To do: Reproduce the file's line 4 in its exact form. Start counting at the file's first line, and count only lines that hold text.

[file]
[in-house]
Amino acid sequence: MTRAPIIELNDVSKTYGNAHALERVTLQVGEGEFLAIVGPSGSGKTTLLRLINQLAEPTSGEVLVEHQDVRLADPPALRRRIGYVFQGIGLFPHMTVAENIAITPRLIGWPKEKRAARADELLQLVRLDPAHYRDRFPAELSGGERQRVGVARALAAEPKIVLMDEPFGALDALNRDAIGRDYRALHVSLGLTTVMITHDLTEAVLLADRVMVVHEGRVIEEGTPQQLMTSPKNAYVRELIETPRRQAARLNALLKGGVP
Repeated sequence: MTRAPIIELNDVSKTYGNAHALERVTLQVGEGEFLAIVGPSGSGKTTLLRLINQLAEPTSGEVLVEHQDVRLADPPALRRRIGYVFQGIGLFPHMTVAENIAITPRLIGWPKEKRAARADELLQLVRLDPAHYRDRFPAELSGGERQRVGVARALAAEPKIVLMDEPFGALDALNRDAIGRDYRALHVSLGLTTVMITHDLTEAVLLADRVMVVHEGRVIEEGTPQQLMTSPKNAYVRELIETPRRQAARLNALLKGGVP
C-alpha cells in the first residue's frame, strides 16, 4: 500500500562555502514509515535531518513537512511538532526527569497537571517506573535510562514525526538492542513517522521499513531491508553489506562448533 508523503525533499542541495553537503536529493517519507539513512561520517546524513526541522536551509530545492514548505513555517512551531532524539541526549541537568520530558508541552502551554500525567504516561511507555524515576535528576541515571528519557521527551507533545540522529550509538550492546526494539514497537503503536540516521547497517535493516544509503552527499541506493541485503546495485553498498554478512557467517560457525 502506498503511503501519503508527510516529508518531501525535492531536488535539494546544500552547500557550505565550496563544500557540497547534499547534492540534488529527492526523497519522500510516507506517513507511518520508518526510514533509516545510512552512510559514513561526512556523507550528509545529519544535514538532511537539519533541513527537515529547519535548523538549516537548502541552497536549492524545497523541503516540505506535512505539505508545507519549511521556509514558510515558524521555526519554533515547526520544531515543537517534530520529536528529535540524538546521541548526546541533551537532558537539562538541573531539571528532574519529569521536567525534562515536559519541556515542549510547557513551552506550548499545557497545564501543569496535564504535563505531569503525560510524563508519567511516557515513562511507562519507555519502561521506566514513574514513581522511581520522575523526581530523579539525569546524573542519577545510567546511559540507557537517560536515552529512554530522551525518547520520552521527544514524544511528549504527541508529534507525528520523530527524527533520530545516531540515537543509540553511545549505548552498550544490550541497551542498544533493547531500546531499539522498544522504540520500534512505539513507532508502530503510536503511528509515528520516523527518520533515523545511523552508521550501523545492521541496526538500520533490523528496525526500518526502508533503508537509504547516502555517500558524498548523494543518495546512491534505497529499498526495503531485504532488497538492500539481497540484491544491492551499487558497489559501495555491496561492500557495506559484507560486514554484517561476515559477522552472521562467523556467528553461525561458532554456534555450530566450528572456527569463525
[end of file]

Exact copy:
C-alpha cells in the first residue's frame, strides 16, 4: 500500500562555502514509515535531518513537512511538532526527569497537571517506573535510562514525526538492542513517522521499513531491508553489506562448533 508523503525533499542541495553537503536529493517519507539513512561520517546524513526541522536551509530545492514548505513555517512551531532524539541526549541537568520530558508541552502551554500525567504516561511507555524515576535528576541515571528519557521527551507533545540522529550509538550492546526494539514497537503503536540516521547497517535493516544509503552527499541506493541485503546495485553498498554478512557467517560457525 502506498503511503501519503508527510516529508518531501525535492531536488535539494546544500552547500557550505565550496563544500557540497547534499547534492540534488529527492526523497519522500510516507506517513507511518520508518526510514533509516545510512552512510559514513561526512556523507550528509545529519544535514538532511537539519533541513527537515529547519535548523538549516537548502541552497536549492524545497523541503516540505506535512505539505508545507519549511521556509514558510515558524521555526519554533515547526520544531515543537517534530520529536528529535540524538546521541548526546541533551537532558537539562538541573531539571528532574519529569521536567525534562515536559519541556515542549510547557513551552506550548499545557497545564501543569496535564504535563505531569503525560510524563508519567511516557515513562511507562519507555519502561521506566514513574514513581522511581520522575523526581530523579539525569546524573542519577545510567546511559540507557537517560536515552529512554530522551525518547520520552521527544514524544511528549504527541508529534507525528520523530527524527533520530545516531540515537543509540553511545549505548552498550544490550541497551542498544533493547531500546531499539522498544522504540520500534512505539513507532508502530503510536503511528509515528520516523527518520533515523545511523552508521550501523545492521541496526538500520533490523528496525526500518526502508533503508537509504547516502555517500558524498548523494543518495546512491534505497529499498526495503531485504532488497538492500539481497540484491544491492551499487558497489559501495555491496561492500557495506559484507560486514554484517561476515559477522552472521562467523556467528553461525561458532554456534555450530566450528572456527569463525